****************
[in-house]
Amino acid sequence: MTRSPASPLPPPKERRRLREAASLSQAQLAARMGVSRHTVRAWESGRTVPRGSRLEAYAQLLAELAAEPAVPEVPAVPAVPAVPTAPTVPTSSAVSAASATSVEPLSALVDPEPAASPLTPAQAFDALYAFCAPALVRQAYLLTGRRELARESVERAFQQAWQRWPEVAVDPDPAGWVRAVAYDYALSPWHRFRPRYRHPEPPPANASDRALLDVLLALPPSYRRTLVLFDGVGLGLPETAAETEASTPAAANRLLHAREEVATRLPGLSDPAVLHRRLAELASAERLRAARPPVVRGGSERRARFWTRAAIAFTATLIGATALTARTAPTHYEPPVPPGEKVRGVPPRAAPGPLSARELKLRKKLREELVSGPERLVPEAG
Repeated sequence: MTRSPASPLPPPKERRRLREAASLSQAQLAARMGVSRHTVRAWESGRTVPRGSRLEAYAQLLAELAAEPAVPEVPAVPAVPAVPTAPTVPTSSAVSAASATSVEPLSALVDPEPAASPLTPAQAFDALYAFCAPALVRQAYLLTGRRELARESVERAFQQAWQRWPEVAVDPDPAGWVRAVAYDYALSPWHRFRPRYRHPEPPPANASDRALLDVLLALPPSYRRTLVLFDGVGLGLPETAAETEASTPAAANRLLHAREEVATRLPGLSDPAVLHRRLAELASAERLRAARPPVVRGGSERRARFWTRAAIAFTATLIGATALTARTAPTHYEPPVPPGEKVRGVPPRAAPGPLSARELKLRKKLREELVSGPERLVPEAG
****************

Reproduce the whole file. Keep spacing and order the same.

[in-house]
Amino acid sequence: MTRSPASPLPPPKERRRLREAASLSQAQLAARMGVSRHTVRAWESGRTVPRGSRLEAYAQLLAELAAEPAVPEVPAVPAVPAVPTAPTVPTSSAVSAASATSVEPLSALVDPEPAASPLTPAQAFDALYAFCAPALVRQAYLLTGRRELARESVERAFQQAWQRWPEVAVDPDPAGWVRAVAYDYALSPWHRFRPRYRHPEPPPANASDRALLDVLLALPPSYRRTLVLFDGVGLGLPETAAETEASTPAAANRLLHAREEVATRLPGLSDPAVLHRRLAELASAERLRAARPPVVRGGSERRARFWTRAAIAFTATLIGATALTARTAPTHYEPPVPPGEKVRGVPPRAAPGPLSARELKLRKKLREELVSGPERLVPEAG
Repeated sequence: MTRSPASPLPPPKERRRLREAASLSQAQLAARMGVSRHTVRAWESGRTVPRGSRLEAYAQLLAELAAEPAVPEVPAVPAVPAVPTAPTVPTSSAVSAASATSVEPLSALVDPEPAASPLTPAQAFDALYAFCAPALVRQAYLLTGRRELARESVERAFQQAWQRWPEVAVDPDPAGWVRAVAYDYALSPWHRFRPRYRHPEPPPANASDRALLDVLLALPPSYRRTLVLFDGVGLGLPETAAETEASTPAAANRLLHAREEVATRLPGLSDPAVLHRRLAELASAERLRAARPPVVRGGSERRARFWTRAAIAFTATLIGATALTARTAPTHYEPPVPPGEKVRGVPPRAAPGPLSARELKLRKKLREELVSGPERLVPEAG